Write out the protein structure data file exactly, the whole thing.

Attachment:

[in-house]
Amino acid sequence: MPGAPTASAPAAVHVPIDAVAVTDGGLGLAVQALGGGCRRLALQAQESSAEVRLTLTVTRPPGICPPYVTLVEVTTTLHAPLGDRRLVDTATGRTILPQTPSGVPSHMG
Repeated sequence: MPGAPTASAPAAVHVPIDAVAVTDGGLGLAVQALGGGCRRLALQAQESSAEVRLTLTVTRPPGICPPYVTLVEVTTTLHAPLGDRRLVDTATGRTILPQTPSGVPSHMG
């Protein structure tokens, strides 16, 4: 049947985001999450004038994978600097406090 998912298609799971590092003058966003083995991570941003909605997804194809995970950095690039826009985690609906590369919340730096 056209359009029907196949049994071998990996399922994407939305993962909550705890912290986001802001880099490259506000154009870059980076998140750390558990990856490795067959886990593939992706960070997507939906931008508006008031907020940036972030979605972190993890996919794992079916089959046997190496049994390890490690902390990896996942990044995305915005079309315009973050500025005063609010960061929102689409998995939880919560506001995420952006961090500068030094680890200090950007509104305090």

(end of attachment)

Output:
[in-house]
Amino acid sequence: MPGAPTASAPAAVHVPIDAVAVTDGGLGLAVQALGGGCRRLALQAQESSAEVRLTLTVTRPPGICPPYVTLVEVTTTLHAPLGDRRLVDTATGRTILPQTPSGVPSHMG
Repeated sequence: MPGAPTASAPAAVHVPIDAVAVTDGGLGLAVQALGGGCRRLALQAQESSAEVRLTLTVTRPPGICPPYVTLVEVTTTLHAPLGDRRLVDTATGRTILPQTPSGVPSHMG
């Protein structure tokens, strides 16, 4: 049947985001999450004038994978600097406090 998912298609799971590092003058966003083995991570941003909605997804194809995970950095690039826009985690609906590369919340730096 056209359009029907196949049994071998990996399922994407939305993962909550705890912290986001802001880099490259506000154009870059980076998140750390558990990856490795067959886990593939992706960070997507939906931008508006008031907020940036972030979605972190993890996919794992079916089959046997190496049994390890490690902390990896996942990044995305915005079309315009973050500025005063609010960061929102689409998995939880919560506001995420952006961090500068030094680890200090950007509104305090």